B2B companies – professional service firms in particular – can benefit by creating a culture similar to the Marine Corps; training all employees with basic marketing & sales skills that can help the firm to grow and succeed. “Every Employee a Sales Rep” should be fully ingrained across a company’s work force, from the front desk to the corner office.

Many B2B firms – in legal, accounting, financial services and consulting disciplines – employ at least one rainmaker, typically a founding member, who brings in the lion’s share of new business. But that “outside / inside guy” dynamic puts a company at risk, because rainmakers can depart unexpectedly (by choice or by ambulance), and the firm’s growth rate is always limited by their energy, motivation and availability.  More importantly, this business model fails to leverage a firm’s “inside guys,” whose individual and collective business relationships, skills, experience and credibility should be harnessed to drive consistent revenue growth and to scale the operation.

Regardless of their title, job description or capacity to work the room at a social event, every B2B executive should be given training, tools and ongoing support that empowers them to:

  • Manage Their Personal Brand – Clients hire individuals, rather than a firm, to help them. To showcase their credentials, every account practitioner should maintain a complete and up-to-date biographical profile on the company’s website and on LinkedIn. To expand their visibility, they should also participate in at least one activity unrelated to employment, whether  that’s membership in the local chapter of a professional trade association, their daughter’s soccer team, or a fly fishing club.
  • Articulate the Firm’s Value Proposition – Many employees, even at the senior level, do not have a clear understanding of what makes their firm different from the competition, and are at a loss to provide a compelling      reason why someone should engage them. Like a good marine, every employee should know their firm’s “elevator pitch,” and be prepared to recite it whenever someone asks, “So…who do you work for?”
  • Nurture Their Professional Network – Every practitioner has a network of current and former clients, associates in other disciplines, friends, relatives, neighbors and individuals they’ve met at conferences or social events.  Business contacts are often included in the firm’s CRM system, and may receive quarterly newsletters or other communications issued by the company. But account practitioners should also maintain direct and regular contact with their entire personal network in order to nurture and expand those relationships, because referrals are driven by casting a wide net.
  • Drive Top-of-Mind Awareness – The marketing challenge for most B2B firms is making the short list of candidates called in for an assignment. To increase their odds of getting that call, firms must constantly sow seeds with clients, prospects and referral sources, driving top-of-mind awareness regarding the firm’s capabilities and credentials. Every practitioner should play an active role in that process by generating relevant content – in the form of blog posts, bylined articles, case studies, industry updates, slide presentations, etc. – that can be merchandised by the firm to keep the firm in play.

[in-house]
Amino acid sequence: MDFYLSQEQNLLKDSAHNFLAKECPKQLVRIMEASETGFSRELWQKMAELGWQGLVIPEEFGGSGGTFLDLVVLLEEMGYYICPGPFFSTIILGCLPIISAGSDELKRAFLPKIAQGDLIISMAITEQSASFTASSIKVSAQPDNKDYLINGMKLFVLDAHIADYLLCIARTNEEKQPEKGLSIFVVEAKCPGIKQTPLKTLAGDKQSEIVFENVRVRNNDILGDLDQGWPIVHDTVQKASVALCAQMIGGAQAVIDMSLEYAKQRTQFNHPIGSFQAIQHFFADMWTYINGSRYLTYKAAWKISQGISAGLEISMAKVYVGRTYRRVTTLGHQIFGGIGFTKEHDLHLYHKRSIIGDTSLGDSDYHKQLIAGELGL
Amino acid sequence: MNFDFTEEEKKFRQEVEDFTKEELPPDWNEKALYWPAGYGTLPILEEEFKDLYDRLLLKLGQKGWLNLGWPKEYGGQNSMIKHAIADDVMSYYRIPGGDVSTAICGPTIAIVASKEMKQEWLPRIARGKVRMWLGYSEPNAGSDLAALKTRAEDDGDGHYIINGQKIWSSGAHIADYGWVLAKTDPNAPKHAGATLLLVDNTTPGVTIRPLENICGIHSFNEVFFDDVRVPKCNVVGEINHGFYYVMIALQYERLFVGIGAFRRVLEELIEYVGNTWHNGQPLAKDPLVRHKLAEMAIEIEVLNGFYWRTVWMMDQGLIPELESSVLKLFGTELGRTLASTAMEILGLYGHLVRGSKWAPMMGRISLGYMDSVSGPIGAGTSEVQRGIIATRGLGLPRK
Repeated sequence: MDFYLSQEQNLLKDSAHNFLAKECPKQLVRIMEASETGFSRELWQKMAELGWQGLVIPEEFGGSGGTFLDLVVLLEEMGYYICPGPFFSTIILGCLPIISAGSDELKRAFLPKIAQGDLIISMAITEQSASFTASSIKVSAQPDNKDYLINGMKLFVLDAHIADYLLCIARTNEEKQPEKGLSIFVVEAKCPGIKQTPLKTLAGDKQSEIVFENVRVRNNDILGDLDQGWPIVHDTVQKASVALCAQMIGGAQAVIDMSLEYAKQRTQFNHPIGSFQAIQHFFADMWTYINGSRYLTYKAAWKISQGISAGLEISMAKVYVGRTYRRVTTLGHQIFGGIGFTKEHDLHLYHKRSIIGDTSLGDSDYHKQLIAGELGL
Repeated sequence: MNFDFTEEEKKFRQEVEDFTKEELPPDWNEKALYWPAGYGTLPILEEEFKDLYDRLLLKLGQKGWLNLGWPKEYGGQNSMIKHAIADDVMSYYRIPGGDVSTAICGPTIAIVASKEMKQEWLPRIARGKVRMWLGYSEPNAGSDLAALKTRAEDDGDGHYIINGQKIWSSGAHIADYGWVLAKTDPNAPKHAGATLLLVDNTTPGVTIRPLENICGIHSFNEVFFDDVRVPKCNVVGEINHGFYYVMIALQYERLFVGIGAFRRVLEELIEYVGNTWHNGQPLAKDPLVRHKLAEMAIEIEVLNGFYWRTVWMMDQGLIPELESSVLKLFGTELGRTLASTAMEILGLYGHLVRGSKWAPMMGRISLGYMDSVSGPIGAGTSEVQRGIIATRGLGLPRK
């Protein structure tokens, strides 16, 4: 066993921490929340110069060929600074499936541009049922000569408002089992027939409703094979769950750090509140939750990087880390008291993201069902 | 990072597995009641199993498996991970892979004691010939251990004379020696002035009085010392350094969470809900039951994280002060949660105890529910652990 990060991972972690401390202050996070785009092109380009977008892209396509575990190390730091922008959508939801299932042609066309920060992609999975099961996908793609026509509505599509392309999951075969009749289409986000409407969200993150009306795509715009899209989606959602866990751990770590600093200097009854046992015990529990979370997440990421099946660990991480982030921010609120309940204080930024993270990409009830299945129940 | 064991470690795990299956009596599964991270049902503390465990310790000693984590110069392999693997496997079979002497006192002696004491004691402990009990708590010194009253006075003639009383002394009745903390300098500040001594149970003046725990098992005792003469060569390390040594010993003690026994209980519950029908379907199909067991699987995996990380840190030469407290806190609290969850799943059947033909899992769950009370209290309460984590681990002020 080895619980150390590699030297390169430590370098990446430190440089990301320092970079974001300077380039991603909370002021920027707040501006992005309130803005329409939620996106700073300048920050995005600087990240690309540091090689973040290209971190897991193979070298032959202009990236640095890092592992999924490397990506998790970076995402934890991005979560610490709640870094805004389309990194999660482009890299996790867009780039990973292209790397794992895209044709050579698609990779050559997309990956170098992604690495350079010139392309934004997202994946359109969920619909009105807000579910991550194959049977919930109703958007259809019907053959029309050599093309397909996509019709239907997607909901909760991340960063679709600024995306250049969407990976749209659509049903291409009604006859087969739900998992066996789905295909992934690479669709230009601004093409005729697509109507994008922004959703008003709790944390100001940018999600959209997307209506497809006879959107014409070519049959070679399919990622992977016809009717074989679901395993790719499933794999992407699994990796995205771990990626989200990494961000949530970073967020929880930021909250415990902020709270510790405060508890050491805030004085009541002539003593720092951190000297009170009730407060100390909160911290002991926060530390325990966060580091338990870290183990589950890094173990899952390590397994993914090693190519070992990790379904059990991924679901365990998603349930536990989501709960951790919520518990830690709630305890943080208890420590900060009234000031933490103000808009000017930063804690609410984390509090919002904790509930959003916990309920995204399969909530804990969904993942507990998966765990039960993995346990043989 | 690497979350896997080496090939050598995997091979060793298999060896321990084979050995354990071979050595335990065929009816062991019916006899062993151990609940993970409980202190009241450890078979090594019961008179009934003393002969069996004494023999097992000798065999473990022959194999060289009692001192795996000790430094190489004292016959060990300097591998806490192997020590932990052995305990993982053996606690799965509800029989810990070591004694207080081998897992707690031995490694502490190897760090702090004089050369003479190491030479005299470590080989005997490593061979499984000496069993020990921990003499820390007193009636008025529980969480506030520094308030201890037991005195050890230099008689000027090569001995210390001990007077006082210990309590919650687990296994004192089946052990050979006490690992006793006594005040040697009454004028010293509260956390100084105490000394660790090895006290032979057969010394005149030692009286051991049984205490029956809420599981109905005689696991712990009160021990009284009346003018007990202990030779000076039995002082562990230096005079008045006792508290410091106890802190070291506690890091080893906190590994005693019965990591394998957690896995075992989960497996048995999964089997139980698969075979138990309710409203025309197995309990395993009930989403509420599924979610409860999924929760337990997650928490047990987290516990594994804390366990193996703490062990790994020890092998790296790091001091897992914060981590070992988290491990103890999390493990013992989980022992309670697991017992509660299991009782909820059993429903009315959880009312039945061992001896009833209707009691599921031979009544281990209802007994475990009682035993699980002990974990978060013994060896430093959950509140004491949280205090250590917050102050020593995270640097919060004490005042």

• Sell Intrinsically – Because “inside guys” embody the firm’s intellectual capital and deliver its services and solutions, they are best prepared to demonstrate to prospects and clients the firm’s capacity to add value, which is its most powerful sales tactic. Intrinsic (or “consultative”) selling is what converts prospects to clients, and not including account practitioners in the sales presentation process can handicap a firm’s growth potential.
  • Seek Cross-Selling Opportunities – The professional practitioner assigned to an account is the steward of that relationship. As a trusted advisor, the practitioner has an in-depth understanding of each client’s current needs, as well as insight into what additional services might be of value. Based on that 360° perspective, the account practitioner is in the strongest position to recommend new services or an expansion of existing work. But many practitioners fear this solicitation will compromise their professionalism, or put the client relationship at risk. Both of those obstacles to increasing account penetration can be addressed with proper tools and training.
  • Ask for Referrals – This is a tough task for most account practitioners.  However, if they’ve nurtured their network, gained confidence by learning how to cross-sell to existing clients, and have rehearsed the referral request process, then practitioners can make this a painless routine.

“Every Employee a Sales Rep” will not be achieved simply by establishing firm-wide mandates. The program must be driven by internal disciplines – consisting of written guidelines, worksheets and in-house training – that provide employees with proper guidance, support, feedback and motivation. Combined with a senior-level commitment to change the culture, and firm-wide acknowledgement that the transformation will be difficult, your B2B company can greatly enhance its sales and marketing capability. Semper Fi.